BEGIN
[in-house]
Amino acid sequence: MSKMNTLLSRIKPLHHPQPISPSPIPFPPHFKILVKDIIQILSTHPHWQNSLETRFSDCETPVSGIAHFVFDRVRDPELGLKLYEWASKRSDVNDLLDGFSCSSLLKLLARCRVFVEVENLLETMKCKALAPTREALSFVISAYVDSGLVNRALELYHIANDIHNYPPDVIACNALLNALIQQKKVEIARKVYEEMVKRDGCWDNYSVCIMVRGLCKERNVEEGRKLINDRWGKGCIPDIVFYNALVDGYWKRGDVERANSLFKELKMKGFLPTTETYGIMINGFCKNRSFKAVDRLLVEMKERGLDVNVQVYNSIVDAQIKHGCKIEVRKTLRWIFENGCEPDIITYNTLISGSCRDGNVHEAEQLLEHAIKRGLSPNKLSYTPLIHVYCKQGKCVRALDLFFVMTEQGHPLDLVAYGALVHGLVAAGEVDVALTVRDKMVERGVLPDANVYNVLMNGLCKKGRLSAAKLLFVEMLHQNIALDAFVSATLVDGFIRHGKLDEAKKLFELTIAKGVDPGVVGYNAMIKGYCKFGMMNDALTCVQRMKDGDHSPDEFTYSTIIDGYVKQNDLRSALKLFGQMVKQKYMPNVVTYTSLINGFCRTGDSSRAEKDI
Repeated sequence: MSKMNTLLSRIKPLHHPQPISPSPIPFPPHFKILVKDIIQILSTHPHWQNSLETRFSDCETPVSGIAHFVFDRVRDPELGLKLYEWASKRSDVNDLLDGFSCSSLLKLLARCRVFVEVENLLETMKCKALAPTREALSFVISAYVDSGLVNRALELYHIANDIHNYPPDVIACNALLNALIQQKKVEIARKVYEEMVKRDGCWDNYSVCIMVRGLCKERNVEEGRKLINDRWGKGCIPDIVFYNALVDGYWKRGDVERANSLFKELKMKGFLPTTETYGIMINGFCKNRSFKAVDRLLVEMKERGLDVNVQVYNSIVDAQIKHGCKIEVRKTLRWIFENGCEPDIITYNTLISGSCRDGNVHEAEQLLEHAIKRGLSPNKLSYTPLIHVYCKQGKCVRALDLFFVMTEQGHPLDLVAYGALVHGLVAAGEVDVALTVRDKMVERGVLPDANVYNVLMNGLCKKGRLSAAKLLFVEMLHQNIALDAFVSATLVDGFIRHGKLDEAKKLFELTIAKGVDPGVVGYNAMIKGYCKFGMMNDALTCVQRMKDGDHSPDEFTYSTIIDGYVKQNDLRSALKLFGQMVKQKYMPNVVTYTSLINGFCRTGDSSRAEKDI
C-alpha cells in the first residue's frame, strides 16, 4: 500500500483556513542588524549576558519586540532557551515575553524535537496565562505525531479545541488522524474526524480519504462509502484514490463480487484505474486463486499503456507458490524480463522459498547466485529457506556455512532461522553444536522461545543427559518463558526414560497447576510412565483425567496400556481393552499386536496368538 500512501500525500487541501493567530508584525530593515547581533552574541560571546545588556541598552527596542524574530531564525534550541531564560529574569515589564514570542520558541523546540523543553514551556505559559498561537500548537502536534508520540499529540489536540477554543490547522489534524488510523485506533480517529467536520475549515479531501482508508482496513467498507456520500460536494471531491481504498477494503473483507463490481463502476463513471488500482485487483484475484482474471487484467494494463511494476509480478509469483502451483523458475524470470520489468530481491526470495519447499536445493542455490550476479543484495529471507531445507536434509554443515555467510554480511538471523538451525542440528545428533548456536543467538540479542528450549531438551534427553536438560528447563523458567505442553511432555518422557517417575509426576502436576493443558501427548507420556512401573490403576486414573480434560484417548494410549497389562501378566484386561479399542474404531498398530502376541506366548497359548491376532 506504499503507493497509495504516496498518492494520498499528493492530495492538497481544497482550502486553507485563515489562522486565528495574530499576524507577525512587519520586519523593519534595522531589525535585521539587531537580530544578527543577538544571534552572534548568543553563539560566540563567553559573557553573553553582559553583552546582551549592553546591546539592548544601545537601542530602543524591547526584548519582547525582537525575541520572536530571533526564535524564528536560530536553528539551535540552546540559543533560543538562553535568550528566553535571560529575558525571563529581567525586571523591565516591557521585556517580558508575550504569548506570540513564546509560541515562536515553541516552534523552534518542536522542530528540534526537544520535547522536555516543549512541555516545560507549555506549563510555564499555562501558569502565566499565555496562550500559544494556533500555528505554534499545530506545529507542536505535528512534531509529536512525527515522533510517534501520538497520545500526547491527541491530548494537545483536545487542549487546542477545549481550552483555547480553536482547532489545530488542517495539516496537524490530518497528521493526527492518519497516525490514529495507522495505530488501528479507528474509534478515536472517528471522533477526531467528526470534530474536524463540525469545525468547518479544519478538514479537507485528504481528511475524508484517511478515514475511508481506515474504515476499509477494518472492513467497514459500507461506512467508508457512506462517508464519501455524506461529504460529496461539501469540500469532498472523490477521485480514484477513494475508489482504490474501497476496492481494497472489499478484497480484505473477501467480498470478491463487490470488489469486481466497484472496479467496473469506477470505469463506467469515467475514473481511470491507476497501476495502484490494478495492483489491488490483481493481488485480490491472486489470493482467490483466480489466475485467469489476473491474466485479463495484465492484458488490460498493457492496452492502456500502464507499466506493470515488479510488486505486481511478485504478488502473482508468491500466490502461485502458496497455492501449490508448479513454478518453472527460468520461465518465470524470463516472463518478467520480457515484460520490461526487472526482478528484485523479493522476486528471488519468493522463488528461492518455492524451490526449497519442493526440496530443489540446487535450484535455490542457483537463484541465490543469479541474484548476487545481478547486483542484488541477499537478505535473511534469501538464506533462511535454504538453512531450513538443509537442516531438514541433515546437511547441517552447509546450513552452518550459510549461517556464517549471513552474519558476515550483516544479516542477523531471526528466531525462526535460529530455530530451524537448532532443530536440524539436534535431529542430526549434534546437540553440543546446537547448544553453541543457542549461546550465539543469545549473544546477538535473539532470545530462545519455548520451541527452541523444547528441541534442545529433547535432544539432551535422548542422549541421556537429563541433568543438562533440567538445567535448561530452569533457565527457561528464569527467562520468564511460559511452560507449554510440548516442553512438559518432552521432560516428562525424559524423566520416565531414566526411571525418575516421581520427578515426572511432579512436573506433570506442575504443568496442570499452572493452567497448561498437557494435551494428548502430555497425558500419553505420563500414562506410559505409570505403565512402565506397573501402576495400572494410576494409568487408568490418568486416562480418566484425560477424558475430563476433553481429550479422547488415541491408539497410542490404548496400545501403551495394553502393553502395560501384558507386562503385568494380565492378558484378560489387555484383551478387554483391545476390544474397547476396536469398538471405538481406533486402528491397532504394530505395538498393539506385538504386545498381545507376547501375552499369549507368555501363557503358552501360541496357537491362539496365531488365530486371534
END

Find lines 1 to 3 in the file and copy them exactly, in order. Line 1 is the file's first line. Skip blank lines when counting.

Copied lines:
[in-house]
Amino acid sequence: MSKMNTLLSRIKPLHHPQPISPSPIPFPPHFKILVKDIIQILSTHPHWQNSLETRFSDCETPVSGIAHFVFDRVRDPELGLKLYEWASKRSDVNDLLDGFSCSSLLKLLARCRVFVEVENLLETMKCKALAPTREALSFVISAYVDSGLVNRALELYHIANDIHNYPPDVIACNALLNALIQQKKVEIARKVYEEMVKRDGCWDNYSVCIMVRGLCKERNVEEGRKLINDRWGKGCIPDIVFYNALVDGYWKRGDVERANSLFKELKMKGFLPTTETYGIMINGFCKNRSFKAVDRLLVEMKERGLDVNVQVYNSIVDAQIKHGCKIEVRKTLRWIFENGCEPDIITYNTLISGSCRDGNVHEAEQLLEHAIKRGLSPNKLSYTPLIHVYCKQGKCVRALDLFFVMTEQGHPLDLVAYGALVHGLVAAGEVDVALTVRDKMVERGVLPDANVYNVLMNGLCKKGRLSAAKLLFVEMLHQNIALDAFVSATLVDGFIRHGKLDEAKKLFELTIAKGVDPGVVGYNAMIKGYCKFGMMNDALTCVQRMKDGDHSPDEFTYSTIIDGYVKQNDLRSALKLFGQMVKQKYMPNVVTYTSLINGFCRTGDSSRAEKDI
Repeated sequence: MSKMNTLLSRIKPLHHPQPISPSPIPFPPHFKILVKDIIQILSTHPHWQNSLETRFSDCETPVSGIAHFVFDRVRDPELGLKLYEWASKRSDVNDLLDGFSCSSLLKLLARCRVFVEVENLLETMKCKALAPTREALSFVISAYVDSGLVNRALELYHIANDIHNYPPDVIACNALLNALIQQKKVEIARKVYEEMVKRDGCWDNYSVCIMVRGLCKERNVEEGRKLINDRWGKGCIPDIVFYNALVDGYWKRGDVERANSLFKELKMKGFLPTTETYGIMINGFCKNRSFKAVDRLLVEMKERGLDVNVQVYNSIVDAQIKHGCKIEVRKTLRWIFENGCEPDIITYNTLISGSCRDGNVHEAEQLLEHAIKRGLSPNKLSYTPLIHVYCKQGKCVRALDLFFVMTEQGHPLDLVAYGALVHGLVAAGEVDVALTVRDKMVERGVLPDANVYNVLMNGLCKKGRLSAAKLLFVEMLHQNIALDAFVSATLVDGFIRHGKLDEAKKLFELTIAKGVDPGVVGYNAMIKGYCKFGMMNDALTCVQRMKDGDHSPDEFTYSTIIDGYVKQNDLRSALKLFGQMVKQKYMPNVVTYTSLINGFCRTGDSSRAEKDI